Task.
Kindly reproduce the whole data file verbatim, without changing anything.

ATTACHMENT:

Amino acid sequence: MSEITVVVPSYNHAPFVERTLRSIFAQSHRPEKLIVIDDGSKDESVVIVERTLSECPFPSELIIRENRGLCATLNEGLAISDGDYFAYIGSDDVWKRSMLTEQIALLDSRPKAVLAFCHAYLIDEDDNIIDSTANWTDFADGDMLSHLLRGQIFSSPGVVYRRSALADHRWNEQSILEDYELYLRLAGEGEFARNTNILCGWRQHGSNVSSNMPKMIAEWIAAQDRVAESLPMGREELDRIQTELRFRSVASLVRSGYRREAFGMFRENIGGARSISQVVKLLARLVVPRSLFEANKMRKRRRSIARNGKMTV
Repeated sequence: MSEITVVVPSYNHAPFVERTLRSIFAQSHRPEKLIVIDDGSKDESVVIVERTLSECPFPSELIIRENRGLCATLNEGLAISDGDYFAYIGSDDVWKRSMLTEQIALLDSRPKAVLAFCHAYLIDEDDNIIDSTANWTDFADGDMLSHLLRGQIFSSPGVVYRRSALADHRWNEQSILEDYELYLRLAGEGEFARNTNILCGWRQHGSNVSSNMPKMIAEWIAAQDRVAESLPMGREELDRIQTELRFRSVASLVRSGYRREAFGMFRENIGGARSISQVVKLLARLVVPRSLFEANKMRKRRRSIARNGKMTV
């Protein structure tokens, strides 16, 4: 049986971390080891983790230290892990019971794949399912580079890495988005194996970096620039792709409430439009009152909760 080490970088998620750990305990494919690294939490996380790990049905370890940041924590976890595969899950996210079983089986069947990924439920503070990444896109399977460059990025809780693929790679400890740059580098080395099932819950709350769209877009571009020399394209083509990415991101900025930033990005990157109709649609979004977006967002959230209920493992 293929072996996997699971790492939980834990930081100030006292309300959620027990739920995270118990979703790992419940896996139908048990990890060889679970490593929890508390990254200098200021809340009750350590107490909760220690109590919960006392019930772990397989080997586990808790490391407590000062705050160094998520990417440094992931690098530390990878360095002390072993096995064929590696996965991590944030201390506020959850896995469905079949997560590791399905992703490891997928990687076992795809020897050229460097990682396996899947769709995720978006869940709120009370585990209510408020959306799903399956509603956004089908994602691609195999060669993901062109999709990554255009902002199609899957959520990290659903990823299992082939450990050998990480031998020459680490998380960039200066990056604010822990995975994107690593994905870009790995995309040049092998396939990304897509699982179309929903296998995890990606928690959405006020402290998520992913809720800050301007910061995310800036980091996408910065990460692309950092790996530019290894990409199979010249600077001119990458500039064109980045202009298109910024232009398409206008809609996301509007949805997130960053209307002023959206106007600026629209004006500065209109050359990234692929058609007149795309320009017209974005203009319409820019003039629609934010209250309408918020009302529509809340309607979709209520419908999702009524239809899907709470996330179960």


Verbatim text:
Amino acid sequence: MSEITVVVPSYNHAPFVERTLRSIFAQSHRPEKLIVIDDGSKDESVVIVERTLSECPFPSELIIRENRGLCATLNEGLAISDGDYFAYIGSDDVWKRSMLTEQIALLDSRPKAVLAFCHAYLIDEDDNIIDSTANWTDFADGDMLSHLLRGQIFSSPGVVYRRSALADHRWNEQSILEDYELYLRLAGEGEFARNTNILCGWRQHGSNVSSNMPKMIAEWIAAQDRVAESLPMGREELDRIQTELRFRSVASLVRSGYRREAFGMFRENIGGARSISQVVKLLARLVVPRSLFEANKMRKRRRSIARNGKMTV
Repeated sequence: MSEITVVVPSYNHAPFVERTLRSIFAQSHRPEKLIVIDDGSKDESVVIVERTLSECPFPSELIIRENRGLCATLNEGLAISDGDYFAYIGSDDVWKRSMLTEQIALLDSRPKAVLAFCHAYLIDEDDNIIDSTANWTDFADGDMLSHLLRGQIFSSPGVVYRRSALADHRWNEQSILEDYELYLRLAGEGEFARNTNILCGWRQHGSNVSSNMPKMIAEWIAAQDRVAESLPMGREELDRIQTELRFRSVASLVRSGYRREAFGMFRENIGGARSISQVVKLLARLVVPRSLFEANKMRKRRRSIARNGKMTV
């Protein structure tokens, strides 16, 4: 049986971390080891983790230290892990019971794949399912580079890495988005194996970096620039792709409430439009009152909760 080490970088998620750990305990494919690294939490996380790990049905370890940041924590976890595969899950996210079983089986069947990924439920503070990444896109399977460059990025809780693929790679400890740059580098080395099932819950709350769209877009571009020399394209083509990415991101900025930033990005990157109709649609979004977006967002959230209920493992 293929072996996997699971790492939980834990930081100030006292309300959620027990739920995270118990979703790992419940896996139908048990990890060889679970490593929890508390990254200098200021809340009750350590107490909760220690109590919960006392019930772990397989080997586990808790490391407590000062705050160094998520990417440094992931690098530390990878360095002390072993096995064929590696996965991590944030201390506020959850896995469905079949997560590791399905992703490891997928990687076992795809020897050229460097990682396996899947769709995720978006869940709120009370585990209510408020959306799903399956509603956004089908994602691609195999060669993901062109999709990554255009902002199609899957959520990290659903990823299992082939450990050998990480031998020459680490998380960039200066990056604010822990995975994107690593994905870009790995995309040049092998396939990304897509699982179309929903296998995890990606928690959405006020402290998520992913809720800050301007910061995310800036980091996408910065990460692309950092790996530019290894990409199979010249600077001119990458500039064109980045202009298109910024232009398409206008809609996301509007949805997130960053209307002023959206106007600026629209004006500065209109050359990234692929058609007149795309320009017209974005203009319409820019003039629609934010209250309408918020009302529509809340309607979709209520419908999702009524239809899907709470996330179960």